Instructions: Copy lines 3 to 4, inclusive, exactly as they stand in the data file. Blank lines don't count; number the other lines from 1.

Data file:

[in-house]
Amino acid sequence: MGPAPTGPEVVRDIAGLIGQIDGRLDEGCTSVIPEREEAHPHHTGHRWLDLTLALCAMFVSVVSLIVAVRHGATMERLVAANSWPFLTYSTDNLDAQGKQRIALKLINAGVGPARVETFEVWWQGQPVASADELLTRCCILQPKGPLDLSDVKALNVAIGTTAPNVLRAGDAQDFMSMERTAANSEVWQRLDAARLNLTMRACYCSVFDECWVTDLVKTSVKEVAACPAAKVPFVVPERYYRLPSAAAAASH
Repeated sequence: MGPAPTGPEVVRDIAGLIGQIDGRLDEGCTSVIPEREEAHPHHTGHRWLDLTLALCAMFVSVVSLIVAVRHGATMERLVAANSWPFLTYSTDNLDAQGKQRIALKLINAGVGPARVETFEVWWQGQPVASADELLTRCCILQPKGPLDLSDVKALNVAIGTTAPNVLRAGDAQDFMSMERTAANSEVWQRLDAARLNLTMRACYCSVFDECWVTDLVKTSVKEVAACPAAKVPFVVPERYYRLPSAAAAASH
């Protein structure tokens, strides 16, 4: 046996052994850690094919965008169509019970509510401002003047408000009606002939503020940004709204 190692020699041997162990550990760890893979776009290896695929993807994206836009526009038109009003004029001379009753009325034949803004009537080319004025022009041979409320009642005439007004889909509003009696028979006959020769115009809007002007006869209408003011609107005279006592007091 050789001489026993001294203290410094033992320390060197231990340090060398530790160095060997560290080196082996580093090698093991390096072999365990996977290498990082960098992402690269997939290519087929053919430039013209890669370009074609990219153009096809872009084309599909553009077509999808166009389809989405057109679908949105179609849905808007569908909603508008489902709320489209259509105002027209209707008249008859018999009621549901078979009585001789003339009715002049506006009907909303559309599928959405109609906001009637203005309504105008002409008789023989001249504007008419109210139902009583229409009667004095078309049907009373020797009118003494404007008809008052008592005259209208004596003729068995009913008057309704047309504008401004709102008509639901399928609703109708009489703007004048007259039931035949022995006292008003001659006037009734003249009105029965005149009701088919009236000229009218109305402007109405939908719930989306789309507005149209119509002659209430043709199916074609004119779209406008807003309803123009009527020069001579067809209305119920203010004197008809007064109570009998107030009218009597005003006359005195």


Repeated sequence: MGPAPTGPEVVRDIAGLIGQIDGRLDEGCTSVIPEREEAHPHHTGHRWLDLTLALCAMFVSVVSLIVAVRHGATMERLVAANSWPFLTYSTDNLDAQGKQRIALKLINAGVGPARVETFEVWWQGQPVASADELLTRCCILQPKGPLDLSDVKALNVAIGTTAPNVLRAGDAQDFMSMERTAANSEVWQRLDAARLNLTMRACYCSVFDECWVTDLVKTSVKEVAACPAAKVPFVVPERYYRLPSAAAAASH
């Protein structure tokens, strides 16, 4: 046996052994850690094919965008169509019970509510401002003047408000009606002939503020940004709204 190692020699041997162990550990760890893979776009290896695929993807994206836009526009038109009003004029001379009753009325034949803004009537080319004025022009041979409320009642005439007004889909509003009696028979006959020769115009809007002007006869209408003011609107005279006592007091 050789001489026993001294203290410094033992320390060197231990340090060398530790160095060997560290080196082996580093090698093991390096072999365990996977290498990082960098992402690269997939290519087929053919430039013209890669370009074609990219153009096809872009084309599909553009077509999808166009389809989405057109679908949105179609849905808007569908909603508008489902709320489209259509105002027209209707008249008859018999009621549901078979009585001789003339009715002049506006009907909303559309599928959405109609906001009637203005309504105008002409008789023989001249504007008419109210139902009583229409009667004095078309049907009373020797009118003494404007008809008052008592005259209208004596003729068995009913008057309704047309504008401004709102008509639901399928609703109708009489703007004048007259039931035949022995006292008003001659006037009734003249009105029965005149009701088919009236000229009218109305402007109405939908719930989306789309507005149209119509002659209430043709199916074609004119779209406008807003309803123009009527020069001579067809209305119920203010004197008809007064109570009998107030009218009597005003006359005195």